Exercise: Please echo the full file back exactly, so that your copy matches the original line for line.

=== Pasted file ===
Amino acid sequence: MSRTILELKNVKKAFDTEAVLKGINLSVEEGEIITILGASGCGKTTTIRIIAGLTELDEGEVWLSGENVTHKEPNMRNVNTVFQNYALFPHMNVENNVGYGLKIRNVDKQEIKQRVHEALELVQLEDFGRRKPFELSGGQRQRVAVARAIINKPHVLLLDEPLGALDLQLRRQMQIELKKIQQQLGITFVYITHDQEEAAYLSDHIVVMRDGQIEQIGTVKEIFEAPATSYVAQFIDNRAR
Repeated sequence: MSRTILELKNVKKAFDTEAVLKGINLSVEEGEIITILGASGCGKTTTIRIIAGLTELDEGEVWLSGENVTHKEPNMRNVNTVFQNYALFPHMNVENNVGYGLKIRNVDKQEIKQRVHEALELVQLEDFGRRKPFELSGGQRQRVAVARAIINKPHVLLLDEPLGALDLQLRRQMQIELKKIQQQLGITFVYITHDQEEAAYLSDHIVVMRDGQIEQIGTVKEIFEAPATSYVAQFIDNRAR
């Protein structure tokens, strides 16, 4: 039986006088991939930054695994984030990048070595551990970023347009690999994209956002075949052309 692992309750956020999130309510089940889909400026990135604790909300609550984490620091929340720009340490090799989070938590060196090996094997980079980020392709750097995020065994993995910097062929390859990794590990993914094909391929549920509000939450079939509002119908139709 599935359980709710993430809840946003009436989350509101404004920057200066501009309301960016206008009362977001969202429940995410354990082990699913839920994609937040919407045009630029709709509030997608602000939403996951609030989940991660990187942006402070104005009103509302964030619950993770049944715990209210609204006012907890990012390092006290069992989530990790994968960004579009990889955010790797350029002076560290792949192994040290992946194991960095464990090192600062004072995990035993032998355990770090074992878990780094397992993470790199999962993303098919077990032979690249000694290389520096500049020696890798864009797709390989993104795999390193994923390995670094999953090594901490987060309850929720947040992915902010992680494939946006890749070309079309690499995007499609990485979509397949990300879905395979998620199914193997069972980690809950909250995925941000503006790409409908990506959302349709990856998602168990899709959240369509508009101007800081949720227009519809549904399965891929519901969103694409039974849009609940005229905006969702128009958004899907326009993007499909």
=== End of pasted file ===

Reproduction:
Amino acid sequence: MSRTILELKNVKKAFDTEAVLKGINLSVEEGEIITILGASGCGKTTTIRIIAGLTELDEGEVWLSGENVTHKEPNMRNVNTVFQNYALFPHMNVENNVGYGLKIRNVDKQEIKQRVHEALELVQLEDFGRRKPFELSGGQRQRVAVARAIINKPHVLLLDEPLGALDLQLRRQMQIELKKIQQQLGITFVYITHDQEEAAYLSDHIVVMRDGQIEQIGTVKEIFEAPATSYVAQFIDNRAR
Repeated sequence: MSRTILELKNVKKAFDTEAVLKGINLSVEEGEIITILGASGCGKTTTIRIIAGLTELDEGEVWLSGENVTHKEPNMRNVNTVFQNYALFPHMNVENNVGYGLKIRNVDKQEIKQRVHEALELVQLEDFGRRKPFELSGGQRQRVAVARAIINKPHVLLLDEPLGALDLQLRRQMQIELKKIQQQLGITFVYITHDQEEAAYLSDHIVVMRDGQIEQIGTVKEIFEAPATSYVAQFIDNRAR
């Protein structure tokens, strides 16, 4: 039986006088991939930054695994984030990048070595551990970023347009690999994209956002075949052309 692992309750956020999130309510089940889909400026990135604790909300609550984490620091929340720009340490090799989070938590060196090996094997980079980020392709750097995020065994993995910097062929390859990794590990993914094909391929549920509000939450079939509002119908139709 599935359980709710993430809840946003009436989350509101404004920057200066501009309301960016206008009362977001969202429940995410354990082990699913839920994609937040919407045009630029709709509030997608602000939403996951609030989940991660990187942006402070104005009103509302964030619950993770049944715990209210609204006012907890990012390092006290069992989530990790994968960004579009990889955010790797350029002076560290792949192994040290992946194991960095464990090192600062004072995990035993032998355990770090074992878990780094397992993470790199999962993303098919077990032979690249000694290389520096500049020696890798864009797709390989993104795999390193994923390995670094999953090594901490987060309850929720947040992915902010992680494939946006890749070309079309690499995007499609990485979509397949990300879905395979998620199914193997069972980690809950909250995925941000503006790409409908990506959302349709990856998602168990899709959240369509508009101007800081949720227009519809549904399965891929519901969103694409039974849009609940005229905006969702128009958004899907326009993007499909």